Christine Rodriguez, 31, sits in an overstuffed chair at the back of the community center of the First Congregational Church in Eugene, Ore. With her shoulder-length brown hair, snapping brown eyes, blue jeans and dark gray top, she is indistinguishable from the volunteers who are preparing a chicken dinner in the kitchen at the front of the room.
Christine, her four children, ages 13, 10, 3 and 2, and her partner of 12 years are here as part of the Interfaith Night Shelter, a consortium of more than 30 faith communities offering night shelter, food, recreational activities and comfort to as many as 10 families per night throughout the school year.
Her youngest daughter, 3, tugs at her hand, wanting her to go find a place at the four round tables being set for dinner. Christine hands the little girl to her father and tells their story.
Seeking a better life
She grew up in East Los Angeles, as did her partner, Jimmy, who works construction. Tired of the gang influences and wanting a better life for their children, when Jimmy was laid off a month ago, they moved to Oregon. While he tried to get into the union in order to be hired, they found themselves temporarily homeless.
After one night at the rescue mission, where the family was separated, they contacted St. Vincent de Paul’s First Place Family Center, an outreach to families with children who are in transition because of homelessness, job loss, health issues or other critical problems.
For the past several weeks, they have spent the nights in various churches, going to First Place headquarters in the morning to shower and eat. The older children then attend school, and while Jimmy continues to look for work, Christine and the younger children can stay at First Place.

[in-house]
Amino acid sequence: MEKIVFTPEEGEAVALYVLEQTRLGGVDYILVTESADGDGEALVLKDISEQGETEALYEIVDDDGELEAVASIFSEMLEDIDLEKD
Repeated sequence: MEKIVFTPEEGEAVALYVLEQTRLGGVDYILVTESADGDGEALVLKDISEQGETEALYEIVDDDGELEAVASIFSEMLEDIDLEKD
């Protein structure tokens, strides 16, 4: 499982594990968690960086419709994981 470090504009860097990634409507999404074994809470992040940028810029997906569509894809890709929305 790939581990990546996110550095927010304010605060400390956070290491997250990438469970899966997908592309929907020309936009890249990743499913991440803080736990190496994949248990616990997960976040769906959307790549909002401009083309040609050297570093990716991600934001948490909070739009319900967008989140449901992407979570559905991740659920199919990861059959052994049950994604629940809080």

Despite the obvious struggle of trying to raise children under such circumstances, Christine is upbeat. “The hardest thing was the unknown,” she says. “Once we stopped being scared, things started opening.” They became eligible for a $400 donation deposit on an apartment, which will be available this month, unemployment benefits kicked in and the family was able to be together each night at the Night Shelter.
Living with hope
“Homeless is a state of mind,” she tells OSV. “If you feel there is no hope, you just drown in your own sorrow. Once you realize there is a light at the end of the tunnel, you realize you are going through something that helps you appreciate your life.”
She adds, “We are teaching our kids that it’s not about what we don’t have, but what we do have.
“One thing I’ve learned,” she adds, “is to distinguish between what you want and what you need. Just because you want it, doesn’t mean you need it.”
Christine’s son runs up to her, insisting that she come to a table. She picks him up and balances him on one hip as she continues.
“I think that this time together has rekindled our family’s love,” she says. “My oldest daughter is opening up with compassion toward others.”
She settles the little boy and concludes with a smile, “Sometimes you need to learn lessons to get where you need to be in life.”
Woodeene Koenig-Bricker writes from Oregon. For more information on First Place and the Egan Warming Center run by St. Vincent de Paul of Eugene, Ore, please go to www.svdp.us.